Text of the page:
Time is not on our side with visible-light disinfection (MAGAZINE)

June 1, 2021
For future preparedness, says MAURY WRIGHT, society should embrace multi-modal disinfection technology, as visible-light disinfection alone will not contain an airborne pathogen from spreading.

What a difference a year makes. One year ago, my wife and I were going through disinfectant wipes like crazy. Delivered packages and every item from the grocery had to be wiped clean. For good measure, I placed things not needed immediately in the garage, allowing time to take care of any invisible pathogen. The science was certain that surface contamination was the predominant mode for transmission of the coronavirus. It was a spate of announcements of visible-light disinfection products based on violet radiation that brought the memory to front of mind.

Realistically, we should have known better. I remember the first widely-publicized instance of transmission among a large group of people in the US was traced to a choir practice in a crowded indoor space. Clearly, it was transmission via the air that was causing the rapid spread. Mask recommendations and mandates came far too late.

Going back that year, I was optimistic that visible-light disinfection could help slow the pandemic. But little research had been done on how the technology would perform with a viral pathogen. It had been studied extensively with bacterial and fungal pathogens. The disinfection technology was already in mainstream use in places like athletic locker rooms where staph remains a problem.

Meanwhile, ultraviolet (UV) radiation in the UV-C (100–280 nm) band had long been known to deactivate viruses. As I wrote about in a recent special report, UV-C had been used extensively in tuberculosis wards and helped curb a major outbreak. Still, UV-C must be carefully deployed as we have discussed repeatedly.

Ideally, society will leverage multiple forms of UV-C technology and visible-light disinfection technology going forward. But where I thought a year ago that the visible-light technology would have been a great tool for fighting the coronavirus, the technology will not likely help with airborne transmission of a pathogen. It simply takes too long to deactivate a virus. That aforementioned choir practice could have taken place in a room lit with violet-radiating luminaires that are safe for people, and still most would have gotten ill.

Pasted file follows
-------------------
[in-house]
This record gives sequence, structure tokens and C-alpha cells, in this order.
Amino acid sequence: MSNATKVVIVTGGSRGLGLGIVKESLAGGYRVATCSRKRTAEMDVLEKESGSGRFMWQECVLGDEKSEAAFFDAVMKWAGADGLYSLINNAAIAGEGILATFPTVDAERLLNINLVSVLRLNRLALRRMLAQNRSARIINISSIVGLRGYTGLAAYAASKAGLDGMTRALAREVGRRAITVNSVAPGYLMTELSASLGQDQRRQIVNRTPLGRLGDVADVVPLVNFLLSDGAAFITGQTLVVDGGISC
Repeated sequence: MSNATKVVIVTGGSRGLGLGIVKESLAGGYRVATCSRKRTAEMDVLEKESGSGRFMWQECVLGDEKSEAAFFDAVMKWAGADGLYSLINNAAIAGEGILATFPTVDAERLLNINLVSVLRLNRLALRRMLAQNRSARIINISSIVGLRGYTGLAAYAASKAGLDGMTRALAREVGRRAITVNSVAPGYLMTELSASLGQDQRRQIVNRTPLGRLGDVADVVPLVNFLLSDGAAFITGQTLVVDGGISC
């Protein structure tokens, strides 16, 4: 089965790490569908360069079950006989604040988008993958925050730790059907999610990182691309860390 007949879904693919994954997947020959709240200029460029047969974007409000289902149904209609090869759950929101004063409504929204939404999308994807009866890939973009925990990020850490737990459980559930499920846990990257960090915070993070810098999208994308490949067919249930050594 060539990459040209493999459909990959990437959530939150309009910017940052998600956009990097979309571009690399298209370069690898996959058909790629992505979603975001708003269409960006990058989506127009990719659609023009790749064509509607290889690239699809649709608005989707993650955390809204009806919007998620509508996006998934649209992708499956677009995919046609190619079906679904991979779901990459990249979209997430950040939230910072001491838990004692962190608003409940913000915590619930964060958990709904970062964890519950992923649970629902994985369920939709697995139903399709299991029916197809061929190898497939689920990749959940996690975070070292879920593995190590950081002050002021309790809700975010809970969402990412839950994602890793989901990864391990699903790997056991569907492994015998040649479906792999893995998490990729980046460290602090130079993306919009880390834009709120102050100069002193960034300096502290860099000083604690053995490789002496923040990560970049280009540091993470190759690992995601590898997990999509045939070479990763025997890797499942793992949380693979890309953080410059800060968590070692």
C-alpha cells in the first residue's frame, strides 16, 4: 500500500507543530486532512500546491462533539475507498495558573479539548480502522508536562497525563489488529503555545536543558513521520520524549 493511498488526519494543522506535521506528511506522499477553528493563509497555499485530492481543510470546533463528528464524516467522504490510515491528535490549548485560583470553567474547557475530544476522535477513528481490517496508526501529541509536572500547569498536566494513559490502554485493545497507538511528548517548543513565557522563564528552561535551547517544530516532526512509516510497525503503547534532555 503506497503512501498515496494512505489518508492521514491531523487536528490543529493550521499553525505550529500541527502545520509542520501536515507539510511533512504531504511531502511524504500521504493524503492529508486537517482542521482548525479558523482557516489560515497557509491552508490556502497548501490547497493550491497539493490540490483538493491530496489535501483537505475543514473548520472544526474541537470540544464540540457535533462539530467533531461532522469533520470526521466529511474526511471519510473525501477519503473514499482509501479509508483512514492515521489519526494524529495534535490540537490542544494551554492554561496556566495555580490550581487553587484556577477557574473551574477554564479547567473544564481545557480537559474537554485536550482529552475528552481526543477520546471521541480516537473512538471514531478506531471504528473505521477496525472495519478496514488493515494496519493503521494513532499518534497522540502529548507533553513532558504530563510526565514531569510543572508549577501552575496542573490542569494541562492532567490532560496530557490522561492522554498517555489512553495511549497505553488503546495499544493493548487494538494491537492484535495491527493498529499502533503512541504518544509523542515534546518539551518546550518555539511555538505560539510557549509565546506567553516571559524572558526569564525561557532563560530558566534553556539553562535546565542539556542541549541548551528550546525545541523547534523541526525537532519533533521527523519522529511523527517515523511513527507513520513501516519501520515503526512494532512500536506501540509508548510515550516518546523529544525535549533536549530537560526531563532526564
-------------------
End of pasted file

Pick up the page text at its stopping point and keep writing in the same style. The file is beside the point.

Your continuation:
Still, I applaud the hard work and accelerated effort that research institutions and manufacturers have invested in documenting the anti-viral capabilities of violet light. We now know what it can do. And who knows when and how the next pandemic will happen and spread. I think we are most all convinced at this point that there will be another one. I sincerely hope we will be better prepared on all fronts.

Meanwhile, we will have another special report on UV-C technology in our next issue. We will focus on deployment in commercial buildings. That application area is a bit strange at this time because so many of us are not in offices. I sense, however, that the return is underway. I cannot repeat enough that we need to be prepared.

If any of you in the audience have an interesting angle on a commercial UV-C deployment, send me an email at my address listed down below. I would love to find proven projects that are safely protecting people who work in or just traverse a space.

Maury Wright


[email protected]


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